Yesterday, we gave the kids a snow day. This was not my idea, but Kevin was very keen on it, so I agreed somewhat begrudgingly as it meant sacrificing a quiet day at home in my office, alone. Quite a lot of snow had fallen overnight, but it was crisp, clear, and beautiful, as you can see from the photo above. In the morning, Kevin took the kids sledding; some safety boundaries were pushed to great hilarity, apparently (good thing I hadn’t gone along!). In the afternoon, AppleApple and I went cross-country skiing. We still had all of our regular after-school activities: piano lessons, soccer practice, and a soccer game. It was awfully late when we gathered together again for supper. The boys had been home alone, playing dominoes, waiting to eat until we’d all arrived. Well after 7PM, we sat down to a very popular meal of soft tacos. I could sense the difference the unofficial snow day had made for everyone. We were so relaxed, and especially kind to each other. We sat for ages after we’d finished eating, talking and laughing; everyone.
It’s a luxury to take a holiday in the middle of the week. Kevin and I are both very fortunate to have jobs that allow us this level of flexibility, and yesterday was a reminder to take advantage of that freedom from time to time.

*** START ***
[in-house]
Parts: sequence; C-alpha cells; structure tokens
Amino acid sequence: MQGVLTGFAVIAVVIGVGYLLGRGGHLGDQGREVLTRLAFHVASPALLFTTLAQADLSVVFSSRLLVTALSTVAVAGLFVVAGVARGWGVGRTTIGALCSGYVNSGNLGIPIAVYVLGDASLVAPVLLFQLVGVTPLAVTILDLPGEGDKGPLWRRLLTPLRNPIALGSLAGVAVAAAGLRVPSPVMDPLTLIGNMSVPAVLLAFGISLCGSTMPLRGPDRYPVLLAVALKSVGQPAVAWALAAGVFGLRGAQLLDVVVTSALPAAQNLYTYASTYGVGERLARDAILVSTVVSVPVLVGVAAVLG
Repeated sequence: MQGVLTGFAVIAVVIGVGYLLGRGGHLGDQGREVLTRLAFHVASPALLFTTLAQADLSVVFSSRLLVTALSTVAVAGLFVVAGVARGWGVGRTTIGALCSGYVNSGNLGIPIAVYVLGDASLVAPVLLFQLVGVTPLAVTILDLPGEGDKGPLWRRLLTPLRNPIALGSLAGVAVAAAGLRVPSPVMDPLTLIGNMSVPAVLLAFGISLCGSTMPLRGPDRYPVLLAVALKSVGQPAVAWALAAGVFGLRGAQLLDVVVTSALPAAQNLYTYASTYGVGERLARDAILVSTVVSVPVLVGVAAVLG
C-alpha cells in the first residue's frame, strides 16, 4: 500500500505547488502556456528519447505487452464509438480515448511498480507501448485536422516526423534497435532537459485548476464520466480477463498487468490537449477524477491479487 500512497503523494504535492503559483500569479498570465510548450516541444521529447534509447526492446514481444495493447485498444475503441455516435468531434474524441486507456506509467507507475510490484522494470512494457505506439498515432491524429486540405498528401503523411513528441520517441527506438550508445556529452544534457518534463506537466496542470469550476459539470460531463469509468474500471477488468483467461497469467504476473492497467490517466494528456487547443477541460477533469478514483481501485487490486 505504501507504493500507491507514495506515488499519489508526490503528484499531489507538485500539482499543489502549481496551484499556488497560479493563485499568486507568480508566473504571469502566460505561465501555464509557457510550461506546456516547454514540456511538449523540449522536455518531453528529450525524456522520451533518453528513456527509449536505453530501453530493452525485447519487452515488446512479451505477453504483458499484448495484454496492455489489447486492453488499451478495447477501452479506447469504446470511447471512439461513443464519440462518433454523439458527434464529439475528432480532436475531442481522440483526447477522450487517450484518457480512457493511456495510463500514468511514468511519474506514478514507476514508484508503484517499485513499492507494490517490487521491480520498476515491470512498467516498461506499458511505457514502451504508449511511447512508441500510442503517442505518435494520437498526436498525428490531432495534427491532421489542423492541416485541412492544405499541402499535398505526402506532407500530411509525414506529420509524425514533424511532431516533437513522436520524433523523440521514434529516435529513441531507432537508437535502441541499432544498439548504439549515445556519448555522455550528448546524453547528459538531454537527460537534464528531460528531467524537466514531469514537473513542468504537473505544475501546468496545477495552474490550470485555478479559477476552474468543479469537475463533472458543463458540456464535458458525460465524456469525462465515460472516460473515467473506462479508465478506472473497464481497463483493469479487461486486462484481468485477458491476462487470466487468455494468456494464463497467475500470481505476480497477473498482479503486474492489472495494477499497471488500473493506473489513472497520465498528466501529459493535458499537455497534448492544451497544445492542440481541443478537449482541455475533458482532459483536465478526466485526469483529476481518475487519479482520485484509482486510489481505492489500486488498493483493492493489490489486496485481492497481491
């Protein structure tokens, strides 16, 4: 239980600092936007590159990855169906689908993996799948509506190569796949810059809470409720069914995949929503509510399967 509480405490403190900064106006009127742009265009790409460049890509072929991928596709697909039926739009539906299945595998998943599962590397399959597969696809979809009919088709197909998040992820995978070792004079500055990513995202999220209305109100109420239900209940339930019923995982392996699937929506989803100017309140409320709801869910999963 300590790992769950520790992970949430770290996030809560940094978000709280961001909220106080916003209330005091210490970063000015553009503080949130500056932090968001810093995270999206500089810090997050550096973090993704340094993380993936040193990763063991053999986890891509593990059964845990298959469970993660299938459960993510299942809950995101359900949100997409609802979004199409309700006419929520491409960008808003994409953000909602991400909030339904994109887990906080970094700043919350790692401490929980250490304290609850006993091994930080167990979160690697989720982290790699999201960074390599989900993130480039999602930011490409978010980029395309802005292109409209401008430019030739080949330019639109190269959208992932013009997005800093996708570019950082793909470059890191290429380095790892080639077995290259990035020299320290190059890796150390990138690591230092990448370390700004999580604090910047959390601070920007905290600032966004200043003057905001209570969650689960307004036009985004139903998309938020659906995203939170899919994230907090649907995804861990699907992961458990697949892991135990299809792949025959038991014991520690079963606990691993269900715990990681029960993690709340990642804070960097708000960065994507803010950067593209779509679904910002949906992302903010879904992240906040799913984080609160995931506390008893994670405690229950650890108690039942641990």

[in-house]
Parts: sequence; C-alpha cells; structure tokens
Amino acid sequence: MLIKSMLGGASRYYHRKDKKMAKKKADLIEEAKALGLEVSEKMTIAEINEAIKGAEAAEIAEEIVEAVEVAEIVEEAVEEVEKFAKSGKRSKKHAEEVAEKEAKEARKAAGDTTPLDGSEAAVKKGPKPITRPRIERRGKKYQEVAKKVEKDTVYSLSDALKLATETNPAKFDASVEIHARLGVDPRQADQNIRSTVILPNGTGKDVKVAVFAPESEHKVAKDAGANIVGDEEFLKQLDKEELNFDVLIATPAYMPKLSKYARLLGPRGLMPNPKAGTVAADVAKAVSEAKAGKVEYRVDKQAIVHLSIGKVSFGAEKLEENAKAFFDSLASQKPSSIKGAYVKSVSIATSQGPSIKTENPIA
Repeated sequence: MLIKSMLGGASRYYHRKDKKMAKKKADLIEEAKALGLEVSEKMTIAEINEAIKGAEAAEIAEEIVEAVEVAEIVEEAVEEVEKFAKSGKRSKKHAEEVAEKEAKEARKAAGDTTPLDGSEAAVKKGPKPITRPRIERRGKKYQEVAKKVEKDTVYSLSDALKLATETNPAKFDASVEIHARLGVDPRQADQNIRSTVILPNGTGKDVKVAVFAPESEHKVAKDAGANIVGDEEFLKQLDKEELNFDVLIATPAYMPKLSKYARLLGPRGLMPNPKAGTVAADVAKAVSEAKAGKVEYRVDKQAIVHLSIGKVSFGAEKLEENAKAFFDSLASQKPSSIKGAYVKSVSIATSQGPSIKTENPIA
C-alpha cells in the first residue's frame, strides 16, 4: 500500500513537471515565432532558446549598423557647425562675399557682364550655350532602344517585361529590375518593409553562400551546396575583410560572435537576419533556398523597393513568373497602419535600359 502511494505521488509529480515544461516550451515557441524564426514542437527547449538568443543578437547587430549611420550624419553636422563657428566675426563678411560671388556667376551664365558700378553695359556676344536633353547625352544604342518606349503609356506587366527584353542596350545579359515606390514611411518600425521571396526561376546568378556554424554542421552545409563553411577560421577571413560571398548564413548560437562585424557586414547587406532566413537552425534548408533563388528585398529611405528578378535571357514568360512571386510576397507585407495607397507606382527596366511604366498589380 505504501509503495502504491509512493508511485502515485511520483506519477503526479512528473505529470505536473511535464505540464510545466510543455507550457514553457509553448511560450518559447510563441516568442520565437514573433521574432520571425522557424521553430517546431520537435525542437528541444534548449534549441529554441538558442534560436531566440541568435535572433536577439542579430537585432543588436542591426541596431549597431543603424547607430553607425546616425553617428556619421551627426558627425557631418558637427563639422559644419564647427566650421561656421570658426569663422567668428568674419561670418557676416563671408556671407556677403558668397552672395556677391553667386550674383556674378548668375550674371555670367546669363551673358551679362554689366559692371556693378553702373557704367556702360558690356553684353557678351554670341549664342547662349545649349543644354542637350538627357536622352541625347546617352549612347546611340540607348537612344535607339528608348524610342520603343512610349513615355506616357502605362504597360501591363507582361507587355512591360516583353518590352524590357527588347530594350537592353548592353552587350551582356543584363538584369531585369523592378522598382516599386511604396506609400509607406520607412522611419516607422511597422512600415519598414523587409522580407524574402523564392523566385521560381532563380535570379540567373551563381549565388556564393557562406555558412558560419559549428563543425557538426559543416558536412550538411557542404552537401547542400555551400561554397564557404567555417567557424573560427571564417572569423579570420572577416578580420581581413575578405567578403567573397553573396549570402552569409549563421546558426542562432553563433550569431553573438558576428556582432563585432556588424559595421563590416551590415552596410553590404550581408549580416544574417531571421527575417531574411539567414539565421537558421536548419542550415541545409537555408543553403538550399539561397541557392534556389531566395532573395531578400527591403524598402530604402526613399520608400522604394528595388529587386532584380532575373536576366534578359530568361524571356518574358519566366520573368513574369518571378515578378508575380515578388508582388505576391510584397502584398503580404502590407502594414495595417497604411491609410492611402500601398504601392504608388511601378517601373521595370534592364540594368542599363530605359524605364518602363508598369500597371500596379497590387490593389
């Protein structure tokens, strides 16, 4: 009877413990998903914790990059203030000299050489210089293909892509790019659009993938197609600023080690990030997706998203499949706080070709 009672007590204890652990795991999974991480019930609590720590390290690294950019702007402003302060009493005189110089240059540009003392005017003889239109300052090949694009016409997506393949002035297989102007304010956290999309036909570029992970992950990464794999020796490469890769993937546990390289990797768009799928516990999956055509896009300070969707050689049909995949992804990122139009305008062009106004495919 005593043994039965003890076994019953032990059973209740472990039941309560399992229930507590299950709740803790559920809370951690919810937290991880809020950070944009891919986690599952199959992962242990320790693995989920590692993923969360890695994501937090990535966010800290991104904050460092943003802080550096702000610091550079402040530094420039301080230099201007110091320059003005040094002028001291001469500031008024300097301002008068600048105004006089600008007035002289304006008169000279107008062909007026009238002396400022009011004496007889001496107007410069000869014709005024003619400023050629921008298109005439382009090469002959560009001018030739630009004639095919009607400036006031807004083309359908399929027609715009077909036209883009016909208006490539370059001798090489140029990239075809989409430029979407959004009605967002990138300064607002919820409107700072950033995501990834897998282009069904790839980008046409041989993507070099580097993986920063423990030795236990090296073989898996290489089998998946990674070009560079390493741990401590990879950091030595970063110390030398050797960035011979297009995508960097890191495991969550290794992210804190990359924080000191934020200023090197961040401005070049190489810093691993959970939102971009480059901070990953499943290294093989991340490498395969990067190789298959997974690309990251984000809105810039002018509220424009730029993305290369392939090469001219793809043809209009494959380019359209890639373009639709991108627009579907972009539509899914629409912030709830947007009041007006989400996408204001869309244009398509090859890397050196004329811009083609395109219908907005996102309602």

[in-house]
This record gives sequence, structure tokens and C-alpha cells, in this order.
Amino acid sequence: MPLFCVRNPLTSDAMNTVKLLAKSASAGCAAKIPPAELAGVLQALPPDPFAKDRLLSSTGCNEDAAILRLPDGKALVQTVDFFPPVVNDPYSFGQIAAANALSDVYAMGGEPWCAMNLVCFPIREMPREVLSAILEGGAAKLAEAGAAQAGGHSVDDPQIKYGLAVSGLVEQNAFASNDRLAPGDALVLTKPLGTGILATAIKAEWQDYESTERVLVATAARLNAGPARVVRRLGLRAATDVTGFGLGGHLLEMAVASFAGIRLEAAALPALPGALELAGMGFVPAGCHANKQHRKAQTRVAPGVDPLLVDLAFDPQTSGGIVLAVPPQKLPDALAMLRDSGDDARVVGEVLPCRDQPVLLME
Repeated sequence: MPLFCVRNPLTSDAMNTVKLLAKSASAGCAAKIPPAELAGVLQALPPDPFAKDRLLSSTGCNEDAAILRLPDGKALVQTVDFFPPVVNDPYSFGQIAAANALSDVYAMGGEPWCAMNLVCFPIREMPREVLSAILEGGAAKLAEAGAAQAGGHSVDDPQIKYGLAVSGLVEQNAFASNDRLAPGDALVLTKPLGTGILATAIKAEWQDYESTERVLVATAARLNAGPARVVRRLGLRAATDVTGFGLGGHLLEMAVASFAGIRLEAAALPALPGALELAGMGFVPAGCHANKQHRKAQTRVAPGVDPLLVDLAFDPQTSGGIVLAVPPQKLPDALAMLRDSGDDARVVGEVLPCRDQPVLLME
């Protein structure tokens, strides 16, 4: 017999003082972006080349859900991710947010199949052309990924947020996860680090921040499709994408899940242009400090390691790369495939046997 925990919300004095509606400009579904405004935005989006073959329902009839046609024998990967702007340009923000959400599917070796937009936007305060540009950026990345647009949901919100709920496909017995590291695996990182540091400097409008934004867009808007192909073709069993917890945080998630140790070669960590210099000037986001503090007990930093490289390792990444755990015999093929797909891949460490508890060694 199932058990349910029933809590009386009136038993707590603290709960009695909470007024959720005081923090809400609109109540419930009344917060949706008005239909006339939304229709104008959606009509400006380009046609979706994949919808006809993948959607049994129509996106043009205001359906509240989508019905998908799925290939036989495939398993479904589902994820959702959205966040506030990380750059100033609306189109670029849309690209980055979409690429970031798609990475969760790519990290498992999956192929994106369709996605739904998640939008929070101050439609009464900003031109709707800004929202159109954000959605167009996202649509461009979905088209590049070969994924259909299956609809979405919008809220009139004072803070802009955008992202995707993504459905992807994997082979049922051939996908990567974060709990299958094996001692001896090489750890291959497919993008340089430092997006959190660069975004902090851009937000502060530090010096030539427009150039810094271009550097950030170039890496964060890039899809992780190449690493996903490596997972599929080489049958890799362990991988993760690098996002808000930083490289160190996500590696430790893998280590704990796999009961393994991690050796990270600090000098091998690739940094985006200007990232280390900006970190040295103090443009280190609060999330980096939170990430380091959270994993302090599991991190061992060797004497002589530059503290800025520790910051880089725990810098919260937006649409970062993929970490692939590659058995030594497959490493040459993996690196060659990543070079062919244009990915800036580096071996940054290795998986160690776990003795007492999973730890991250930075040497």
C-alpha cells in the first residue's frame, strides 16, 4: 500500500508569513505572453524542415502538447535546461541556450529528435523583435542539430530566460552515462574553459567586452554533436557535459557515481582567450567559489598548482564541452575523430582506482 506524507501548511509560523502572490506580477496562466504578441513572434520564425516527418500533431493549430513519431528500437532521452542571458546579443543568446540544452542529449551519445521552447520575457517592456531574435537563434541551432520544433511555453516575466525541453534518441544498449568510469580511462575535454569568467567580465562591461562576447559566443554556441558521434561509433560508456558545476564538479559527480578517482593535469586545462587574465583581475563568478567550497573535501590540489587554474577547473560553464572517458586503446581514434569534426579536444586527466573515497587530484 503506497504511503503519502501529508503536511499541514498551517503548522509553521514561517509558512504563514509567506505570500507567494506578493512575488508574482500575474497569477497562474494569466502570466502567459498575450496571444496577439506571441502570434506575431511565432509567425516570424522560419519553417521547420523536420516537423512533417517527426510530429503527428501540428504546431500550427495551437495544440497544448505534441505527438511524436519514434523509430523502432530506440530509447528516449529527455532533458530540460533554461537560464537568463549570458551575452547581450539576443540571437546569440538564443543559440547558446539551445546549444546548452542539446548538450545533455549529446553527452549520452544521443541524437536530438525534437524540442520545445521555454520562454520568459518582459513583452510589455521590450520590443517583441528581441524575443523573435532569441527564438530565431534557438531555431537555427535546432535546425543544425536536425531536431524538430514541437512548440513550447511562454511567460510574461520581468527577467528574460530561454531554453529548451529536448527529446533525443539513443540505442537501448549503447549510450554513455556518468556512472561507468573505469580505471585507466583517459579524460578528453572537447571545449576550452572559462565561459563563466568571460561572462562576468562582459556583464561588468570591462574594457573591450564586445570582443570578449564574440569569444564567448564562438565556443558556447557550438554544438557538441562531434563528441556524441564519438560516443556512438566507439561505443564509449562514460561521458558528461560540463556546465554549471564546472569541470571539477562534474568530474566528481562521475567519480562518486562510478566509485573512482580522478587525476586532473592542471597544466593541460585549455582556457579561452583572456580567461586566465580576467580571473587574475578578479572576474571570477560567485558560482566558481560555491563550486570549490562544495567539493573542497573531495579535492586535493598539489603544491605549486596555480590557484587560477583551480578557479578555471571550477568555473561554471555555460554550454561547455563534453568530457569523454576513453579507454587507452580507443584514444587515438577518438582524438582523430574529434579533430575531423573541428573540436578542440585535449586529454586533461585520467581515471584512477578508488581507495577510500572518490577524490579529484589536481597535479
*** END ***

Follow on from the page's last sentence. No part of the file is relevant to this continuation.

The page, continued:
Today, my office is quiet. The dogs are sprawled out napping near my feet. I’ve set the timer for fifteen minutes.
I have some news. I’m going to France in April. (!!!) I’ll be away nearly three weeks, attending events at an arts festival in Normandy, and promoting the publication of the French translation of Girl Runner (or, Invisible Sous la Lumiere, as it is being called). I’ve been commissioned to write a short piece as part of the arts festival, and will be given an artist’s residency at a museum for about ten days. I’ve been dreaming of a writing retreat for a long time … just never imagined it would happen in France!
One sad thing about the trip is that I’ll be missing the performance of AppleApple’s adaptation of Macbeth. Of course, in 18 days, I’ll be missing much more than that. I think I’m missing everyone and everything in advance right now. Premature homesickness. Adventures are so much harder to throw yourself into when you’re leaving behind children.